Increasing India's Election Commission's Transparency

Published on - January 17, 2022

Issues related to Polity

Source: The Hindu


The Election Commission of India (ECI) is a constitutional body envisaged to uphold the values of equality, equity, impartiality, independence enshrined in the Indian Constitution and the rule of law in superintendence, direction, and control over the electoral governance.

It was established to conduct the elections with the highest standard of credibility, freeness, fairness, transparency, integrity, accountability, autonomy and professionalism.

However, over the last years, the ECI has faced multiple accusations regarding its independence and impartiality in electoral governance and the process of appointment of its members.

Perhaps, a more transparent and independent method in appointment of the members of the ECI, that is also free from a dominant participatory role of the Executive, is what India requires for a better functioning of the body.


Members of the Election Commission of India

Constitutional Provisions: Part XV of the Indian constitution deals with elections, and provides for the establishment of the ECI.

Article 324 to 329 of the constitution deals with powers, function, tenure, eligibility, etc of the commission and the members.

Statutory Provisions: Originally the commission had only one election commissioner but after the enactment of the Election Commissioner Amendment Act 1989, it has been made a multi-member body.

The commission consists of one Chief Election Commissioner and two Election Commissioners.

Role of Parliament:

The members of the ECI are appointed by the President of India based on the recommendations made by the Prime Minister.

However, Article 324(2) provides that the Parliament is entitled to enact legislation regarding the appointment of Election Commissioners (ECs).

Recommendations for Appointment of ECs:

In 1975, the Justice Tarkunde Committee recommended that ECs be appointed on the advice of a Committee comprising the Prime Minister, Lok Sabha Opposition Leader and the Chief Justice of India.

This was reiterated by the Dinesh Goswami Committee in 1990 and the Law Commission in 2015.

The 4th Report (2007) of the Second Administrative Reforms Commission (ARCs) additionally recommended that the Law Minister and the Deputy Chairman of the Rajya Sabha be included in such a Collegium.

Issues Associated

Failure of Parliament in Enacting Laws: It is the Parliament responsible for making laws with respect to the appointment of the ECs,

However, apart from enacting a law in 1989 enlarging the number of ECs from one to three, Parliament has so far not enacted any changes to the appointment process.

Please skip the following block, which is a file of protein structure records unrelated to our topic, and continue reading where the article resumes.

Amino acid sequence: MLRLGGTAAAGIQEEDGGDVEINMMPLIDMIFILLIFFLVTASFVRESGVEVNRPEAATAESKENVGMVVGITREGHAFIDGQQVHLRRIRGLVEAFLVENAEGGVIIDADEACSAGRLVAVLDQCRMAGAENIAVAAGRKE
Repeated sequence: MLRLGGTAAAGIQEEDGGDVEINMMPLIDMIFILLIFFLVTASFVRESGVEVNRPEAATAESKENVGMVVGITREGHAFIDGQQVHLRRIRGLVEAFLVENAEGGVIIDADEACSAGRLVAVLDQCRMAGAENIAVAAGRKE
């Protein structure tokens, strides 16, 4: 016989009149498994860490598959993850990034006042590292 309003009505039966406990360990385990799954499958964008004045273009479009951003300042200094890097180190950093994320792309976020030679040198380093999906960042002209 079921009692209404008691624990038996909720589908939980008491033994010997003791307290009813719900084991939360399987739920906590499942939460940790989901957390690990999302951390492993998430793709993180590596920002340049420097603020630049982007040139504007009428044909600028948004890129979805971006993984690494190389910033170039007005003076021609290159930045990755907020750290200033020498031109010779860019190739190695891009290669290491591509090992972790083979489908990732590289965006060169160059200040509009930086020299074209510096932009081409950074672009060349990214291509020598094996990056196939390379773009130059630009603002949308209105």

Over-dependence on the Executive for Appointment: The Election Commission renders a quasi-judicial function between the ruling and other parties. In such a case, the executive cannot be a sole participant in the appointment of ECs.

The current practice of appointment of ECs by the Centre violates Article 14, Article 324(2), and Democracy as a basic feature of the Constitution.

Way Forward

Multi-Institutional Committee: Given that ECI is the institutional keystone holding up the edifice of Indian democracy, establishing a multi-institutional, bipartisan committee for fair and transparent selection of ECs can enhance the perceived and actual independence of ECI.

The quasi-judicial nature of ECI’s functions makes it especially important that the appointments process conform to the strictest democratic principles.

Such a procedure is already with regard to appointment of the authorities such as the Chief Information Commissioner, Lokpal, Vigilance Commissioner, and the Director of the Central Bureau of Intelligence.

Recommendations of Second ARC Report: The Second ARC report recommended that an ECI collegium headed by the PM should make recommendations for the President for appointment of the ECI members.

The Anoop Baranwal v/s The Union of India (2015) case also raised the demand for a Collegium system for the ECI.

A Bench comprising Chief Justice J S Khehar and Justice D Y Chandrachud had also noted that the ECs supervise and hold elections across the country and their selection has to be made in the most transparent manner.

Role of Parliament: Parliament would do well to pre-empt judicial strictures by going ahead and formulating a law that establishes a multi-institutional, bipartisan Collegium to select ECs.

There is a need for debate and discussions in the Parliament on the issue of independence of ECI and consequently passing of required legislation.

After all, separation of powers is the gold standard for governments across the world.


ECI’s constitutional responsibilities require a fair and transparent appointment process that is beyond reproach, which will reaffirm the faith of the people in this vital pillar of the Indian polity. The existing veil over the appointment process of ECs potentially undermines the very structure on which India’s democratic aspirations rest.